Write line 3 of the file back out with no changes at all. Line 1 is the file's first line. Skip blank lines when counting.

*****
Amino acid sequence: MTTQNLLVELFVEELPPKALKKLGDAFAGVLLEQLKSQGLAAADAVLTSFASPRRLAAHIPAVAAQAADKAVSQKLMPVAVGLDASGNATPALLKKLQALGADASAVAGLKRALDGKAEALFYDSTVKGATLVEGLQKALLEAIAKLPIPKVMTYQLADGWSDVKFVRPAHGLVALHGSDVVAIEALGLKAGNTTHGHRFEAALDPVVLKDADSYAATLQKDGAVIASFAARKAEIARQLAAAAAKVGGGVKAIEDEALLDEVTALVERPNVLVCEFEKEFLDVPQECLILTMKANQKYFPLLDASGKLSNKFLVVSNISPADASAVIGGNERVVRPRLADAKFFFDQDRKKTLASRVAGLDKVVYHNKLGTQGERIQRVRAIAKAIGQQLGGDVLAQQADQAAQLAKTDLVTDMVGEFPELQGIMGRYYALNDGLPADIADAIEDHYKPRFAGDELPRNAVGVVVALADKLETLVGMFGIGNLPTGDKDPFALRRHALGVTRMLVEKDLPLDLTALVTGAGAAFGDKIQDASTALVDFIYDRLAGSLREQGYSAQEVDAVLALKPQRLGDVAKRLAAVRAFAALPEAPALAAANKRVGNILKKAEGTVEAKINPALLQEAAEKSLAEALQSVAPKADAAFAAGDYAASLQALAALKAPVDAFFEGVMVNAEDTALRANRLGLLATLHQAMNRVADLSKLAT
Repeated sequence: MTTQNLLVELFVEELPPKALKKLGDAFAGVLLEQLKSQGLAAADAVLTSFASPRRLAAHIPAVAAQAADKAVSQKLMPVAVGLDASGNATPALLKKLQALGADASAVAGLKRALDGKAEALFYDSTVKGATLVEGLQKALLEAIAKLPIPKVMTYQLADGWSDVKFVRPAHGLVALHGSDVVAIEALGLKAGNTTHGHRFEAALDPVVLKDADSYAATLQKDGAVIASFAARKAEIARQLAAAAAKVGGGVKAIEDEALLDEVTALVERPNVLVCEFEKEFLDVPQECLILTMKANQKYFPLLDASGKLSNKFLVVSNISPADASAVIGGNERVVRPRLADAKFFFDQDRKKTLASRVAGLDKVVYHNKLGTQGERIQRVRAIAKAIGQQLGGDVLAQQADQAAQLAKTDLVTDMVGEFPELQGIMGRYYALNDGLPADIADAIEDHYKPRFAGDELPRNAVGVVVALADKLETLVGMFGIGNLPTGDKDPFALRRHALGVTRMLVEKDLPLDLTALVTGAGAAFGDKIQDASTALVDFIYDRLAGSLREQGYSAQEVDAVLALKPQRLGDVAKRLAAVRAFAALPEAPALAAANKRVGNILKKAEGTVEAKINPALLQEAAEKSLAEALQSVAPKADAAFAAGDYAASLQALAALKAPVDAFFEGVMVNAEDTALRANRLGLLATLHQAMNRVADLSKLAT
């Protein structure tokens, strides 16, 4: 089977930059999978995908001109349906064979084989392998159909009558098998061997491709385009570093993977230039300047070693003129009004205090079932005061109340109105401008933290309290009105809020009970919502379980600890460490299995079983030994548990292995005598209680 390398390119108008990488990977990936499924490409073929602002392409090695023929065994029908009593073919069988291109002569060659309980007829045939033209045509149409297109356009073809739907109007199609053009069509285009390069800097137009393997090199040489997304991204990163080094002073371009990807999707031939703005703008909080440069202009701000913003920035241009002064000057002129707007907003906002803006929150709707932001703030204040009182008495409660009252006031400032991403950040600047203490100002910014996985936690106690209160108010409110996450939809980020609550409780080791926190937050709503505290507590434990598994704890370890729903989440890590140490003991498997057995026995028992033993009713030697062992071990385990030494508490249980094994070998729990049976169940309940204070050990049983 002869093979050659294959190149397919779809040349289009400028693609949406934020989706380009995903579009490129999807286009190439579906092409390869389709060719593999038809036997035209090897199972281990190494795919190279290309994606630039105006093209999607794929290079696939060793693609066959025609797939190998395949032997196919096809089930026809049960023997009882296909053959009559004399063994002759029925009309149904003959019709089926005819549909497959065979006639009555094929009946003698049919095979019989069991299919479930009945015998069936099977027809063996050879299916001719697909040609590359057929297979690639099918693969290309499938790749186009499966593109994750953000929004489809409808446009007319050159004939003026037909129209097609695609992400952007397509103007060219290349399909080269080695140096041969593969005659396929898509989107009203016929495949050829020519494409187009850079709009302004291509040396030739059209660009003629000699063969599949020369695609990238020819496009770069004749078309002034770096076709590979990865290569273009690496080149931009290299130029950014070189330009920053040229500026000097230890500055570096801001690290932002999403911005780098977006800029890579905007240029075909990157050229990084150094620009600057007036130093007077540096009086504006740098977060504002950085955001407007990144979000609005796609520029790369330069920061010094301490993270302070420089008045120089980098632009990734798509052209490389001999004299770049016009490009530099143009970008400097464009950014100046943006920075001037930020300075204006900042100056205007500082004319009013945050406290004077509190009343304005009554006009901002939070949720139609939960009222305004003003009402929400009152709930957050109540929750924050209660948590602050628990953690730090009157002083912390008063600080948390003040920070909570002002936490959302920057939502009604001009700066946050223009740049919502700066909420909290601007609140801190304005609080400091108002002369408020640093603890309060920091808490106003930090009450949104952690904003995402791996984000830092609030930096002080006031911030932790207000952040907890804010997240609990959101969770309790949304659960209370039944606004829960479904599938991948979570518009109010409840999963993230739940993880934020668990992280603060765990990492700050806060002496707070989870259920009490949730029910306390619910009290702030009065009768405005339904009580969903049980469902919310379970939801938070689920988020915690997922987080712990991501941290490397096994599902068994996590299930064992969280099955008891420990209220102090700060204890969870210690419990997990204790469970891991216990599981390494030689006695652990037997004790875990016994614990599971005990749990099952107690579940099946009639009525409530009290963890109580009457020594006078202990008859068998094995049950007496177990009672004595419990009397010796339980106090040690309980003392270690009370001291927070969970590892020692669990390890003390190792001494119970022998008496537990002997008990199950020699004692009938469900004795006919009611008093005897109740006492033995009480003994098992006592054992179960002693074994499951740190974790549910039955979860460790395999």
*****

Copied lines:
């Protein structure tokens, strides 16, 4: 089977930059999978995908001109349906064979084989392998159909009558098998061997491709385009570093993977230039300047070693003129009004205090079932005061109340109105401008933290309290009105809020009970919502379980600890460490299995079983030994548990292995005598209680 390398390119108008990488990977990936499924490409073929602002392409090695023929065994029908009593073919069988291109002569060659309980007829045939033209045509149409297109356009073809739907109007199609053009069509285009390069800097137009393997090199040489997304991204990163080094002073371009990807999707031939703005703008909080440069202009701000913003920035241009002064000057002129707007907003906002803006929150709707932001703030204040009182008495409660009252006031400032991403950040600047203490100002910014996985936690106690209160108010409110996450939809980020609550409780080791926190937050709503505290507590434990598994704890370890729903989440890590140490003991498997057995026995028992033993009713030697062992071990385990030494508490249980094994070998729990049976169940309940204070050990049983 002869093979050659294959190149397919779809040349289009400028693609949406934020989706380009995903579009490129999807286009190439579906092409390869389709060719593999038809036997035209090897199972281990190494795919190279290309994606630039105006093209999607794929290079696939060793693609066959025609797939190998395949032997196919096809089930026809049960023997009882296909053959009559004399063994002759029925009309149904003959019709089926005819549909497959065979006639009555094929009946003698049919095979019989069991299919479930009945015998069936099977027809063996050879299916001719697909040609590359057929297979690639099918693969290309499938790749186009499966593109994750953000929004489809409808446009007319050159004939003026037909129209097609695609992400952007397509103007060219290349399909080269080695140096041969593969005659396929898509989107009203016929495949050829020519494409187009850079709009302004291509040396030739059209660009003629000699063969599949020369695609990238020819496009770069004749078309002034770096076709590979990865290569273009690496080149931009290299130029950014070189330009920053040229500026000097230890500055570096801001690290932002999403911005780098977006800029890579905007240029075909990157050229990084150094620009600057007036130093007077540096009086504006740098977060504002950085955001407007990144979000609005796609520029790369330069920061010094301490993270302070420089008045120089980098632009990734798509052209490389001999004299770049016009490009530099143009970008400097464009950014100046943006920075001037930020300075204006900042100056205007500082004319009013945050406290004077509190009343304005009554006009901002939070949720139609939960009222305004003003009402929400009152709930957050109540929750924050209660948590602050628990953690730090009157002083912390008063600080948390003040920070909570002002936490959302920057939502009604001009700066946050223009740049919502700066909420909290601007609140801190304005609080400091108002002369408020640093603890309060920091808490106003930090009450949104952690904003995402791996984000830092609030930096002080006031911030932790207000952040907890804010997240609990959101969770309790949304659960209370039944606004829960479904599938991948979570518009109010409840999963993230739940993880934020668990992280603060765990990492700050806060002496707070989870259920009490949730029910306390619910009290702030009065009768405005339904009580969903049980469902919310379970939801938070689920988020915690997922987080712990991501941290490397096994599902068994996590299930064992969280099955008891420990209220102090700060204890969870210690419990997990204790469970891991216990599981390494030689006695652990037997004790875990016994614990599971005990749990099952107690579940099946009639009525409530009290963890109580009457020594006078202990008859068998094995049950007496177990009672004595419990009397010796339980106090040690309980003392270690009370001291927070969970590892020692669990390890003390190792001494119970022998008496537990002997008990199950020699004692009938469900004795006919009611008093005897109740006492033995009480003994098992006592054992179960002693074994499951740190974790549910039955979860460790395999």